Sen. Charles Schumer is pressuring the U.S. Environmental Protection Agency to take a more active role in the decades-long cleanup of the Navy and Northrop Grumman groundwater plume that has spread toxins more than 4 miles from Bethpage south past the Southern State Parkway.
Northrop Grumman has refused to sign a 2001 state cleanup plan to remove part of the contamination, and Schumer (D-N.Y.) yesterday sent a letter to EPA Administrator Gina McCarthy asking the agency to intercede. Schumer said in a statement the company "needs to end their delay tactics and clean up its fair share of this toxic plume so that Bethpage residents are not put in harm's way."
A spokeswoman for Northrop Grumman did not respond to calls or email seeking comment.
The area has long been plagued by groundwater contamination left over from decades of aviation manufacturing on a 609-acre site in Bethpage used by the Navy and what is now Northrop Grumman. Local water districts have spent millions installing treatment systems to remove pollutants before they reach residents.
The state Department of Environmental Conservation added the site to its Superfund program in 1983, according to 1994 remediation plans. Another cleanup plan issued in 2001 was signed off on by the Navy, but Northrop Grumman did not.
Bethpage Water District wells have been affected and treatment systems are in place so that drinking water standards are met. Superintendent Mike Boufis supported Schumer's request.
"His call for EPA involvement has become all too necessary to remediate the damage Northrop Grumman has caused to our water supply," he said.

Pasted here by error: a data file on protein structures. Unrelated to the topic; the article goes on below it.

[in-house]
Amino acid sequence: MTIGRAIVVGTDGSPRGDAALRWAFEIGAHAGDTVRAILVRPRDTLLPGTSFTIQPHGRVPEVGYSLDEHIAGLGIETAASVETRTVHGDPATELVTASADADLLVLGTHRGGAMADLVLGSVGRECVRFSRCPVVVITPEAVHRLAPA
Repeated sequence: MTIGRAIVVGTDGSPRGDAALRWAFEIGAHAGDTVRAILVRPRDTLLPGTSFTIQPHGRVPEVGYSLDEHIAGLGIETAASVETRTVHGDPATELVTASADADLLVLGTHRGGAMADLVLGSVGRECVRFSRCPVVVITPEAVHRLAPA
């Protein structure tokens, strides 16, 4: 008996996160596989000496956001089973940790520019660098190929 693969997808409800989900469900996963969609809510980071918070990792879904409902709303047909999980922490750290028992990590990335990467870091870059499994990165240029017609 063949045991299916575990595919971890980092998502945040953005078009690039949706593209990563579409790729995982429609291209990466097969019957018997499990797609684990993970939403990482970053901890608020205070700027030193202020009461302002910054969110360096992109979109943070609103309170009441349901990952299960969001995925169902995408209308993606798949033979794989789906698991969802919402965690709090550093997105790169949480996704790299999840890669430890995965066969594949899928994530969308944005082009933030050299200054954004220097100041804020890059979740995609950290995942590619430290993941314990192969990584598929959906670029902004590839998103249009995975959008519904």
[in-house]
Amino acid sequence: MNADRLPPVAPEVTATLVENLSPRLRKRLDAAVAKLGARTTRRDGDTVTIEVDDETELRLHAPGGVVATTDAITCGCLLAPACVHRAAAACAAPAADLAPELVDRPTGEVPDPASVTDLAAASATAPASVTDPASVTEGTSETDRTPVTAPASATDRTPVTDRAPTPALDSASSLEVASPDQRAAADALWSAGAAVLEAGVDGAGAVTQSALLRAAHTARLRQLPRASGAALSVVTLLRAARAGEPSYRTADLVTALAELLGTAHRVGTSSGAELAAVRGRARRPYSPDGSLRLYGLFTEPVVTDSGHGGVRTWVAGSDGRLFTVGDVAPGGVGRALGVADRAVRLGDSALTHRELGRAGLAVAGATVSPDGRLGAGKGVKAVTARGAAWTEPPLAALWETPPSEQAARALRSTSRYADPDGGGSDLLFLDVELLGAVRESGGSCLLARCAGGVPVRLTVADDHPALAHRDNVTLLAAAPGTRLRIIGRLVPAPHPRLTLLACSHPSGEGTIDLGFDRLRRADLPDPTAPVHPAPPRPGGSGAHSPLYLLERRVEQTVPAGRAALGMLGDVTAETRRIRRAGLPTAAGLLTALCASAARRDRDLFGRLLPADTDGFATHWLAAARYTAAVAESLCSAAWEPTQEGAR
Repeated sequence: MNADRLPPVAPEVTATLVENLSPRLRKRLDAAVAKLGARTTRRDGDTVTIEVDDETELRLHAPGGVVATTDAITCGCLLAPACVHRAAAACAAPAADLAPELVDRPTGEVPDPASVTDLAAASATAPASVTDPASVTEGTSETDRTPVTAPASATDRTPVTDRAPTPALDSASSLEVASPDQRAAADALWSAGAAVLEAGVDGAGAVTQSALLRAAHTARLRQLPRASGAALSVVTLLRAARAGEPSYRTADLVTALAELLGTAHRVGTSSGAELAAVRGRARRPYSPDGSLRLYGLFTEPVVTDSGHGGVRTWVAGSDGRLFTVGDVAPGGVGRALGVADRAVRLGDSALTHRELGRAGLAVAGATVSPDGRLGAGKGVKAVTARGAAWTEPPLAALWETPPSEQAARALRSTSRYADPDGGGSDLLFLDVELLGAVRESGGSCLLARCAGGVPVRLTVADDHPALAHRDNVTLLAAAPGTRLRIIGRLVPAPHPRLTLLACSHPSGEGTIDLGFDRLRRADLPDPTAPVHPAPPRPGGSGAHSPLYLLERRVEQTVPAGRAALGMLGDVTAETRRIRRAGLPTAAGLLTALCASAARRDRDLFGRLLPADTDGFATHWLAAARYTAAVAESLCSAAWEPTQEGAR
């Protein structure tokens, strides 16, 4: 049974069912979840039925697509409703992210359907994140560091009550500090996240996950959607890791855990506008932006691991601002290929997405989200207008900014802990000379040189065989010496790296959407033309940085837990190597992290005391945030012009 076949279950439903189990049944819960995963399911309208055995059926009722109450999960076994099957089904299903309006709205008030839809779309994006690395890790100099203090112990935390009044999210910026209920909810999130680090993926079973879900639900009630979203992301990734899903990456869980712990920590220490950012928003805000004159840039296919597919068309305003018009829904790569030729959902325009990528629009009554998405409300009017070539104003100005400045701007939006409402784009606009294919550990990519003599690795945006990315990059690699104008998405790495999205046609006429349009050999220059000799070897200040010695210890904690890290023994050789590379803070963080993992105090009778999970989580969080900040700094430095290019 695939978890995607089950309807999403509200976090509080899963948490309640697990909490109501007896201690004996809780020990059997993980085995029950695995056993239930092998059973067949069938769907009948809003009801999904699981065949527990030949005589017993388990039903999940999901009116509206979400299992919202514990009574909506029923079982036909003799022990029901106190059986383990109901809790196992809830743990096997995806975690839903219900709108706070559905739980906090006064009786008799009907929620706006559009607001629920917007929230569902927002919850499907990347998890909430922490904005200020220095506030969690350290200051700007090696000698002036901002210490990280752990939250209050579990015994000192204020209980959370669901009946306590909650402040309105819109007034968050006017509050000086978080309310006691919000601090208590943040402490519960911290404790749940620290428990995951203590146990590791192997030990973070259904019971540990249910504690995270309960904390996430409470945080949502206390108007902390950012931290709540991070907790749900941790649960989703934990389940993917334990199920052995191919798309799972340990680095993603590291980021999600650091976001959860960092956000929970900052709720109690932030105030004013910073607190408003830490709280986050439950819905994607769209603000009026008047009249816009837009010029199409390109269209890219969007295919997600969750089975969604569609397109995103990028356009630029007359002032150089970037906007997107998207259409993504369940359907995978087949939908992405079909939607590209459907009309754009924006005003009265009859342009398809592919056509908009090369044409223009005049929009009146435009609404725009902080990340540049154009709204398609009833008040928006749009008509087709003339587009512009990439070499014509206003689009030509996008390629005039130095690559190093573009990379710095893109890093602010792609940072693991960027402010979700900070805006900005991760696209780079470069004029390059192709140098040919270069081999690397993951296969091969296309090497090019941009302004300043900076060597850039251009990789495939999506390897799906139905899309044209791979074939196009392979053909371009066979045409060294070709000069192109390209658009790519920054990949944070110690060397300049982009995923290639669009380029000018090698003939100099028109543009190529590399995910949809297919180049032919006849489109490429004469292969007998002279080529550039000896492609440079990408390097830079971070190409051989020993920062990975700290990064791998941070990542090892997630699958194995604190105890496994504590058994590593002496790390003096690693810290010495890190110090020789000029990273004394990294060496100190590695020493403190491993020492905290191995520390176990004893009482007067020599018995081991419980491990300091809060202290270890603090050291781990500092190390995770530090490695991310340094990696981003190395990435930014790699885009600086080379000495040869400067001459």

Late last year, the Navy revealed it had found high levels of the degreaser trichloroethylene in Bethpage and the state ordered an investigation to determine the source and concentration of the possible carcinogen.
In November, the DEC gave Northrop Grumman 30 days to sign or make "substantive progress" toward doing so or the EPA would get involved.
Schumer's letter comes three months later and well past the deadline. It asks the EPA to issue a unilateral administrative order forcing Northrop Grumman to sign off on the plan. If not, federal courts could impose fines, order damages be paid and issue a judicial order forcing a cleanup.
"It's the next iteration in terms of enforcement authority," EPA spokesman Elias Rodriguez said of the order.
Rodriguez could not confirm the agency had the letter but said, "Obviously we recognize the seriousness of the groundwater in the Bethpage community."
DEC spokesman Thomas Mailey said Northrop Grumman had implemented many of the things required by the cleanup plan. "DEC continues to negotiate the consent order with Grumman and, at this point, we have not asked EPA to intervene," he said.
Last month, the agency explained why Northrop Grumman had not signed the plan.
"The Navy took on the responsibility for implementing the majority of the work," the agency said. "Grumman apparently believed that based on its agreement with the Navy on how the remedial work was split, there wasn't a need for the company to sign an order."